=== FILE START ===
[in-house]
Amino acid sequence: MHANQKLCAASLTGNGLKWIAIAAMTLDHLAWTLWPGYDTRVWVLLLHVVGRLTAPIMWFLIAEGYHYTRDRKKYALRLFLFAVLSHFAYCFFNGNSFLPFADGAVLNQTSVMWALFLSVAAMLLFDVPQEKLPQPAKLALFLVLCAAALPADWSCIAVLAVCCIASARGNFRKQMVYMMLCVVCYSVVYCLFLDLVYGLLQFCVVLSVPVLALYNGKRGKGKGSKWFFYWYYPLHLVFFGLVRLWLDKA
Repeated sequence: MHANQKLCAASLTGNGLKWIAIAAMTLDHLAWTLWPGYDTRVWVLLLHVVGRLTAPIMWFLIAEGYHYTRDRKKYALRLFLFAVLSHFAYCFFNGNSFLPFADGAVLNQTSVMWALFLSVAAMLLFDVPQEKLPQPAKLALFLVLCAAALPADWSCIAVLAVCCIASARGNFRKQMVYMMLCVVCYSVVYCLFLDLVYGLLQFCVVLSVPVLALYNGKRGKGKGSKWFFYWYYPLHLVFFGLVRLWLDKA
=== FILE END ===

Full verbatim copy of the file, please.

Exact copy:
[in-house]
Amino acid sequence: MHANQKLCAASLTGNGLKWIAIAAMTLDHLAWTLWPGYDTRVWVLLLHVVGRLTAPIMWFLIAEGYHYTRDRKKYALRLFLFAVLSHFAYCFFNGNSFLPFADGAVLNQTSVMWALFLSVAAMLLFDVPQEKLPQPAKLALFLVLCAAALPADWSCIAVLAVCCIASARGNFRKQMVYMMLCVVCYSVVYCLFLDLVYGLLQFCVVLSVPVLALYNGKRGKGKGSKWFFYWYYPLHLVFFGLVRLWLDKA
Repeated sequence: MHANQKLCAASLTGNGLKWIAIAAMTLDHLAWTLWPGYDTRVWVLLLHVVGRLTAPIMWFLIAEGYHYTRDRKKYALRLFLFAVLSHFAYCFFNGNSFLPFADGAVLNQTSVMWALFLSVAAMLLFDVPQEKLPQPAKLALFLVLCAAALPADWSCIAVLAVCCIASARGNFRKQMVYMMLCVVCYSVVYCLFLDLVYGLLQFCVVLSVPVLALYNGKRGKGKGSKWFFYWYYPLHLVFFGLVRLWLDKA